Publication 7298

Alcaraz-Sanchez A. (2021) Awareness in the void: A micro-phenomenological exploration of conscious dreamless sleep. Phenomenology and the Cognitive Sciences Online first. Fulltext at https://cepa.info/7298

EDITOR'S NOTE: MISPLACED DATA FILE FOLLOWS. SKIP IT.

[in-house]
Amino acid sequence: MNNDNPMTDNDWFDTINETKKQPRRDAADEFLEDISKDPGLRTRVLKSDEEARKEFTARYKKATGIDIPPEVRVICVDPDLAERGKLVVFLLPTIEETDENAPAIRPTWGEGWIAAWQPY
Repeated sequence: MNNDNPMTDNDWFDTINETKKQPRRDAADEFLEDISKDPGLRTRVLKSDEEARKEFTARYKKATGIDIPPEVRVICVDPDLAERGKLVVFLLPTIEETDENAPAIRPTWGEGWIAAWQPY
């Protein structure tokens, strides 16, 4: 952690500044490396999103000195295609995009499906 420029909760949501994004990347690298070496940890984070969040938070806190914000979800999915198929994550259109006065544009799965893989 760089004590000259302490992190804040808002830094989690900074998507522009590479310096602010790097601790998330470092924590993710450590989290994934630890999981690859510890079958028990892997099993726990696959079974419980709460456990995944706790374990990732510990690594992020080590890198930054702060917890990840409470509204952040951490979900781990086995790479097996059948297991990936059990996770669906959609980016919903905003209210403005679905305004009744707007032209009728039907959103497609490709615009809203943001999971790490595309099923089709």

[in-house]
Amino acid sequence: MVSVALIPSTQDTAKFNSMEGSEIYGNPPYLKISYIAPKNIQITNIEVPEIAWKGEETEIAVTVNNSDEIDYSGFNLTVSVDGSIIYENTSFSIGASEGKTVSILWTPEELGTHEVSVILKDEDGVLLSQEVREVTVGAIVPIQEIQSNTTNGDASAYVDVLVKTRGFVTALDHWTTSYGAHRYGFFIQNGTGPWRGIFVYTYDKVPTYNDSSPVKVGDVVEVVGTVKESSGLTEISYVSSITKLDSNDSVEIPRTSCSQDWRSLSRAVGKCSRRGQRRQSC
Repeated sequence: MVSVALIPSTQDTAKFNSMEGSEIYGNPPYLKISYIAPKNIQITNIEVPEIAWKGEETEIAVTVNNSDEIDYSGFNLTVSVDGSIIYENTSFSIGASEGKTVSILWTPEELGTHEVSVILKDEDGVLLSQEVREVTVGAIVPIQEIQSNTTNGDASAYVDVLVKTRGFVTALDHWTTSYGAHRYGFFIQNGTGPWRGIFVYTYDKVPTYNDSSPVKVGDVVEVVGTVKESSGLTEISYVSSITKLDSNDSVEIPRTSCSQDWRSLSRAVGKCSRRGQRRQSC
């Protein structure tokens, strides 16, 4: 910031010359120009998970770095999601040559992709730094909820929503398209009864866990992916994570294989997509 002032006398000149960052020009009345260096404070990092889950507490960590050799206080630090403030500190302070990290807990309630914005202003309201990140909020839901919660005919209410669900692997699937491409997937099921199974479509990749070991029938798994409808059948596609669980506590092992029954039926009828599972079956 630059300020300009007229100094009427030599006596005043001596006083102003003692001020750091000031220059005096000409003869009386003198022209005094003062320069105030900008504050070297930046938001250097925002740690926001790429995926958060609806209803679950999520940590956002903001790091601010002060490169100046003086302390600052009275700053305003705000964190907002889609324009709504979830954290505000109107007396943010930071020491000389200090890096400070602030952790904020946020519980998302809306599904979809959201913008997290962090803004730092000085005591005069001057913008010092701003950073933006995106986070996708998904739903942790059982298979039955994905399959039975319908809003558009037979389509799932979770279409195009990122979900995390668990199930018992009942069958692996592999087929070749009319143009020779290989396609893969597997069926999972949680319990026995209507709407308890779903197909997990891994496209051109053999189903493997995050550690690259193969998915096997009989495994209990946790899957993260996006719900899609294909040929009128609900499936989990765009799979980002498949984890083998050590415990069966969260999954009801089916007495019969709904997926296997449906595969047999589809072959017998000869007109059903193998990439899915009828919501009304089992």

This paper presents a pilot study that explores instances of objectless awareness during sleep: conscious experiences had during sleep that prima facie lack an object of awareness. This state of objectless awareness during sleep has been widely described by Indian contemplative traditions and has been characterised as a state of consciousness-as-such; while in it, there is nothing to be aware of, one is merely conscious (cf. Evans-Wentz, 1960; Fremantle, 2001; Ponlop, 2006). While this phenomenon has received different names in the literature, such as ‘witnessing-sleep’ and ‘clear light sleep’ among others, the specific phenomenological profile of this state has not yet been rigorously studied. This paper aims at presenting a preliminary investigation of objectless consciousness during sleep using a novel tool in qualitative research that can guide future research. Five participants experiencing objectless consciousness during sleep were interviewed following the Micro-phenomenological Interview technique (MPI; Petitmengin, 2005, 2006). All participants reported an experience they had during sleep in which there was no scenery and no dream. This period labelled as ‘No Scenery/Void’ was either preceded by the dissolution of a lucid dream or by other forms of conscious mentation. The analysis of the results advances four experiential dimensions during this state of void, namely (1) Perception of absence, (2) Self-perception, (3) Perception of emotions, and (4) Perception of awareness. While the results are primarily explorative, they refer to themes found in the literature to describe objectless sleep and point at potential avenues of research. The results from this study are taken as indications to guide future operationalisations of this phenomenon.

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